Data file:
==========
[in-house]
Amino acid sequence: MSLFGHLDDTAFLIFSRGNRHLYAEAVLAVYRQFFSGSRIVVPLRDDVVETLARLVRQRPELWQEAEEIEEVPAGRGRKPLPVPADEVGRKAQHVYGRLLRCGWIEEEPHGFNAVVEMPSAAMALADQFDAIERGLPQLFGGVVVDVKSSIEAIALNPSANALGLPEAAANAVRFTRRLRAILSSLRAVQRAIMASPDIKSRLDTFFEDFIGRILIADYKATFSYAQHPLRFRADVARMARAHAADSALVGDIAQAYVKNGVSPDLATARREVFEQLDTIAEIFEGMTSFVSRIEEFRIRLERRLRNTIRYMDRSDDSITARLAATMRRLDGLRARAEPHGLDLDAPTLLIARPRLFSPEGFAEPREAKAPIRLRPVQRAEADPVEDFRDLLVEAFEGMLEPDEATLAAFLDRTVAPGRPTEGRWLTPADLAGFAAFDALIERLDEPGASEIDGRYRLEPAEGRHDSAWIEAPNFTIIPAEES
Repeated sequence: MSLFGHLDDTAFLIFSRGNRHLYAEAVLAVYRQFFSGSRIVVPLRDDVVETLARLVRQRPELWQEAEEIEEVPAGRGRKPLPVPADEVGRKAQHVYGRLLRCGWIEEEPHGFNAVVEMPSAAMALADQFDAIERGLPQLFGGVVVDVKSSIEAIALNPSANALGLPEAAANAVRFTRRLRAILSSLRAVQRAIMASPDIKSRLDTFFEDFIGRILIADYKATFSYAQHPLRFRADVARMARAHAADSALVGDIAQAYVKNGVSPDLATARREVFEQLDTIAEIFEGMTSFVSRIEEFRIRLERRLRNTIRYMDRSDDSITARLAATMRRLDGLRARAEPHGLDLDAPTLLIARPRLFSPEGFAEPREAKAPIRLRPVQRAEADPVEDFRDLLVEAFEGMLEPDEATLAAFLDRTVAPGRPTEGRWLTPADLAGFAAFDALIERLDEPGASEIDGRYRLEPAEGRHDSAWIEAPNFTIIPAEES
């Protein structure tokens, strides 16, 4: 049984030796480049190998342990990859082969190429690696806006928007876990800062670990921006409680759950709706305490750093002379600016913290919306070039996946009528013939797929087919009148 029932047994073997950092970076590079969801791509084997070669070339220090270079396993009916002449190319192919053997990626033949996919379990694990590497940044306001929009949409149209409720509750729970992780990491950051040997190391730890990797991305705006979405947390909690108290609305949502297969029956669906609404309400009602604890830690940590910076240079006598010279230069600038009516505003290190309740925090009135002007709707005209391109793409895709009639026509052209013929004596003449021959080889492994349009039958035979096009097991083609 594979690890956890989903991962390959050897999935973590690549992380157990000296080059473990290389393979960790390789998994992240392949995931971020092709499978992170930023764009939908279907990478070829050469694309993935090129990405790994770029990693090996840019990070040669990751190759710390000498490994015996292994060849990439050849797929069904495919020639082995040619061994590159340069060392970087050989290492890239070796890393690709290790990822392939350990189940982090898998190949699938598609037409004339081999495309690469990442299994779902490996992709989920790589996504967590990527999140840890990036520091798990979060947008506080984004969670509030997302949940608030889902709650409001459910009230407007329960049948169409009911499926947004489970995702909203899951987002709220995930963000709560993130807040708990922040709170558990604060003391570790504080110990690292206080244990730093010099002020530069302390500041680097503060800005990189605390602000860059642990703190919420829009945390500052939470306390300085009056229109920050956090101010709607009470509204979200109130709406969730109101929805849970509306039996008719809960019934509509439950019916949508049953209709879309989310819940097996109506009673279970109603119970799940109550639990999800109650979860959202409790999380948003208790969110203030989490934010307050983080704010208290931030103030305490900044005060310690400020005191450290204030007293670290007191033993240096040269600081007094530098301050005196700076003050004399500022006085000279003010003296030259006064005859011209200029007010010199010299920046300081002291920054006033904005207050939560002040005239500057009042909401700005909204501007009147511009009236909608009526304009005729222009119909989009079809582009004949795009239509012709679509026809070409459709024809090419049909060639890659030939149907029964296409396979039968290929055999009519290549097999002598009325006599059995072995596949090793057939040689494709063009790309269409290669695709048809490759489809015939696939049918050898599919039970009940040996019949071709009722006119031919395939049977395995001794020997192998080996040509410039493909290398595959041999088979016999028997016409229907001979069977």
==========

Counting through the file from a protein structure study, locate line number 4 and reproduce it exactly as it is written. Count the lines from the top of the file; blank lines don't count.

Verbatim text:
């Protein structure tokens, strides 16, 4: 049984030796480049190998342990990859082969190429690696806006928007876990800062670990921006409680759950709706305490750093002379600016913290919306070039996946009528013939797929087919009148 029932047994073997950092970076590079969801791509084997070669070339220090270079396993009916002449190319192919053997990626033949996919379990694990590497940044306001929009949409149209409720509750729970992780990491950051040997190391730890990797991305705006979405947390909690108290609305949502297969029956669906609404309400009602604890830690940590910076240079006598010279230069600038009516505003290190309740925090009135002007709707005209391109793409895709009639026509052209013929004596003449021959080889492994349009039958035979096009097991083609 594979690890956890989903991962390959050897999935973590690549992380157990000296080059473990290389393979960790390789998994992240392949995931971020092709499978992170930023764009939908279907990478070829050469694309993935090129990405790994770029990693090996840019990070040669990751190759710390000498490994015996292994060849990439050849797929069904495919020639082995040619061994590159340069060392970087050989290492890239070796890393690709290790990822392939350990189940982090898998190949699938598609037409004339081999495309690469990442299994779902490996992709989920790589996504967590990527999140840890990036520091798990979060947008506080984004969670509030997302949940608030889902709650409001459910009230407007329960049948169409009911499926947004489970995702909203899951987002709220995930963000709560993130807040708990922040709170558990604060003391570790504080110990690292206080244990730093010099002020530069302390500041680097503060800005990189605390602000860059642990703190919420829009945390500052939470306390300085009056229109920050956090101010709607009470509204979200109130709406969730109101929805849970509306039996008719809960019934509509439950019916949508049953209709879309989310819940097996109506009673279970109603119970799940109550639990999800109650979860959202409790999380948003208790969110203030989490934010307050983080704010208290931030103030305490900044005060310690400020005191450290204030007293670290007191033993240096040269600081007094530098301050005196700076003050004399500022006085000279003010003296030259006064005859011209200029007010010199010299920046300081002291920054006033904005207050939560002040005239500057009042909401700005909204501007009147511009009236909608009526304009005729222009119909989009079809582009004949795009239509012709679509026809070409459709024809090419049909060639890659030939149907029964296409396979039968290929055999009519290549097999002598009325006599059995072995596949090793057939040689494709063009790309269409290669695709048809490759489809015939696939049918050898599919039970009940040996019949071709009722006119031919395939049977395995001794020997192998080996040509410039493909290398595959041999088979016999028997016409229907001979069977």